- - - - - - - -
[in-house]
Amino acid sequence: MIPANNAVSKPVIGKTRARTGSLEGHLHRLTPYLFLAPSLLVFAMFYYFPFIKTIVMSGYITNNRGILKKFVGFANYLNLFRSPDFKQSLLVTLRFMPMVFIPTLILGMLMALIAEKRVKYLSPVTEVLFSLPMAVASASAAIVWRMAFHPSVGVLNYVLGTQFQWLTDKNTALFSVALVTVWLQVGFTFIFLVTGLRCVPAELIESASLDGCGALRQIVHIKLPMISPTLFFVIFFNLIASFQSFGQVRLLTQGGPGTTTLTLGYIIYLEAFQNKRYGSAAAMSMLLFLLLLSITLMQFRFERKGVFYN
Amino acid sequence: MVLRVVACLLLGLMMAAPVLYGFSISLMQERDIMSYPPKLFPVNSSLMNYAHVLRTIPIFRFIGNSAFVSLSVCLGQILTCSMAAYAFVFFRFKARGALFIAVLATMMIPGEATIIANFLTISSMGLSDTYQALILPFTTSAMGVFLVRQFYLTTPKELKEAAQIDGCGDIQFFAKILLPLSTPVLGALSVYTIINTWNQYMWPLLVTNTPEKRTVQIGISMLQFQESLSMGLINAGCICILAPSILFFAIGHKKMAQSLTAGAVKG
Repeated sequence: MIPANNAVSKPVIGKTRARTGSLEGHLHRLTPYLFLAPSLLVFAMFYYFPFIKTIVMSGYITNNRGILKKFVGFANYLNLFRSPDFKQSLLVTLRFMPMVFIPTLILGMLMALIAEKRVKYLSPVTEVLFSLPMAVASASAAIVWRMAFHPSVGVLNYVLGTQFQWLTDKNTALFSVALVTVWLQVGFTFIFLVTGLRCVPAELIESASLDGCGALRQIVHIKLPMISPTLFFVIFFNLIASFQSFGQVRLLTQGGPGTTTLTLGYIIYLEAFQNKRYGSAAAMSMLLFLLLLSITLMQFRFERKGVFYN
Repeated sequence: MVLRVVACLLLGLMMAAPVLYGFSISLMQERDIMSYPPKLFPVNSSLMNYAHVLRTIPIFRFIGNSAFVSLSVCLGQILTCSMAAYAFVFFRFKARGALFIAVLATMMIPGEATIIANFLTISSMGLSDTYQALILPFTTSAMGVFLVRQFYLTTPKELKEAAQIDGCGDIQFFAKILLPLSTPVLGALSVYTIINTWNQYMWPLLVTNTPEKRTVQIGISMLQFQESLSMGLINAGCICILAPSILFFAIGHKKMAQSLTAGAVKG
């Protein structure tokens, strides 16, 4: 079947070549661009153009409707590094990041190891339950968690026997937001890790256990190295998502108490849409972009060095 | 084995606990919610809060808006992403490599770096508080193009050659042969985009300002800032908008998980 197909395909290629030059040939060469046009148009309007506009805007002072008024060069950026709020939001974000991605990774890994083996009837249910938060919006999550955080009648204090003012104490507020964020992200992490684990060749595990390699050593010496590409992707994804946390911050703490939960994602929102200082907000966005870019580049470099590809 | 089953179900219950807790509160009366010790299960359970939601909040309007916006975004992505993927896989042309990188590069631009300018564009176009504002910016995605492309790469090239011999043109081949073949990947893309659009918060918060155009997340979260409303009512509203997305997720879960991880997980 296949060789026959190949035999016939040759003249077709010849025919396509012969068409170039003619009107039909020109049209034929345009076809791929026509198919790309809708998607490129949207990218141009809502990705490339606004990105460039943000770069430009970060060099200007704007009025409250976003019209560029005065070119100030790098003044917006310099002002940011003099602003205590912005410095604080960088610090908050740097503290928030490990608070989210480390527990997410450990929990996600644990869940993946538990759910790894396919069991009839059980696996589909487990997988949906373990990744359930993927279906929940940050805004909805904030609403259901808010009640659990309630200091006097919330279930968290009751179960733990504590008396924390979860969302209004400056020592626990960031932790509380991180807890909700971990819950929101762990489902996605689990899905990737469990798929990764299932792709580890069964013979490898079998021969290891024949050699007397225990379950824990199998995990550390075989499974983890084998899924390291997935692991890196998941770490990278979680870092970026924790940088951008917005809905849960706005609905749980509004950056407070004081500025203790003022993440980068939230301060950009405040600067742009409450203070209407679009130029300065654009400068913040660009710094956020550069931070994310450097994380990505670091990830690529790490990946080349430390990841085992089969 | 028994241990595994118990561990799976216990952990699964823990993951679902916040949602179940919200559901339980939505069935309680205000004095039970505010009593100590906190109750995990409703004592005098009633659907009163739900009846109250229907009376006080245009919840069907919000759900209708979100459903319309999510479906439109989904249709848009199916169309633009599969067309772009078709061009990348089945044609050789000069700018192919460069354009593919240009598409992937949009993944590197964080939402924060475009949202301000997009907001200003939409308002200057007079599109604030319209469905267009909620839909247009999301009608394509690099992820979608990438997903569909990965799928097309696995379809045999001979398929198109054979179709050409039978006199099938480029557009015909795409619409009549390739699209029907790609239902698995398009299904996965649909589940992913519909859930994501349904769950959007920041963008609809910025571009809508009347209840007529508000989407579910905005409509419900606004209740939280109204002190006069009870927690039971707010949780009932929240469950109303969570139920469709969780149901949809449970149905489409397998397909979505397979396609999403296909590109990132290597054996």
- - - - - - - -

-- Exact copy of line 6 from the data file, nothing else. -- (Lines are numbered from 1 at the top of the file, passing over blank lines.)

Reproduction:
């Protein structure tokens, strides 16, 4: 079947070549661009153009409707590094990041190891339950968690026997937001890790256990190295998502108490849409972009060095 | 084995606990919610809060808006992403490599770096508080193009050659042969985009300002800032908008998980 197909395909290629030059040939060469046009148009309007506009805007002072008024060069950026709020939001974000991605990774890994083996009837249910938060919006999550955080009648204090003012104490507020964020992200992490684990060749595990390699050593010496590409992707994804946390911050703490939960994602929102200082907000966005870019580049470099590809 | 089953179900219950807790509160009366010790299960359970939601909040309007916006975004992505993927896989042309990188590069631009300018564009176009504002910016995605492309790469090239011999043109081949073949990947893309659009918060918060155009997340979260409303009512509203997305997720879960991880997980 296949060789026959190949035999016939040759003249077709010849025919396509012969068409170039003619009107039909020109049209034929345009076809791929026509198919790309809708998607490129949207990218141009809502990705490339606004990105460039943000770069430009970060060099200007704007009025409250976003019209560029005065070119100030790098003044917006310099002002940011003099602003205590912005410095604080960088610090908050740097503290928030490990608070989210480390527990997410450990929990996600644990869940993946538990759910790894396919069991009839059980696996589909487990997988949906373990990744359930993927279906929940940050805004909805904030609403259901808010009640659990309630200091006097919330279930968290009751179960733990504590008396924390979860969302209004400056020592626990960031932790509380991180807890909700971990819950929101762990489902996605689990899905990737469990798929990764299932792709580890069964013979490898079998021969290891024949050699007397225990379950824990199998995990550390075989499974983890084998899924390291997935692991890196998941770490990278979680870092970026924790940088951008917005809905849960706005609905749980509004950056407070004081500025203790003022993440980068939230301060950009405040600067742009409450203070209407679009130029300065654009400068913040660009710094956020550069931070994310450097994380990505670091990830690529790490990946080349430390990841085992089969 | 028994241990595994118990561990799976216990952990699964823990993951679902916040949602179940919200559901339980939505069935309680205000004095039970505010009593100590906190109750995990409703004592005098009633659907009163739900009846109250229907009376006080245009919840069907919000759900209708979100459903319309999510479906439109989904249709848009199916169309633009599969067309772009078709061009990348089945044609050789000069700018192919460069354009593919240009598409992937949009993944590197964080939402924060475009949202301000997009907001200003939409308002200057007079599109604030319209469905267009909620839909247009999301009608394509690099992820979608990438997903569909990965799928097309696995379809045999001979398929198109054979179709050409039978006199099938480029557009015909795409619409009549390739699209029907790609239902698995398009299904996965649909589940992913519909859930994501349904769950959007920041963008609809910025571009809508009347209840007529508000989407579910905005409509419900606004209740939280109204002190006069009870927690039971707010949780009932929240469950109303969570139920469709969780149901949809449970149905489409397998397909979505397979396609999403296909590109990132290597054996």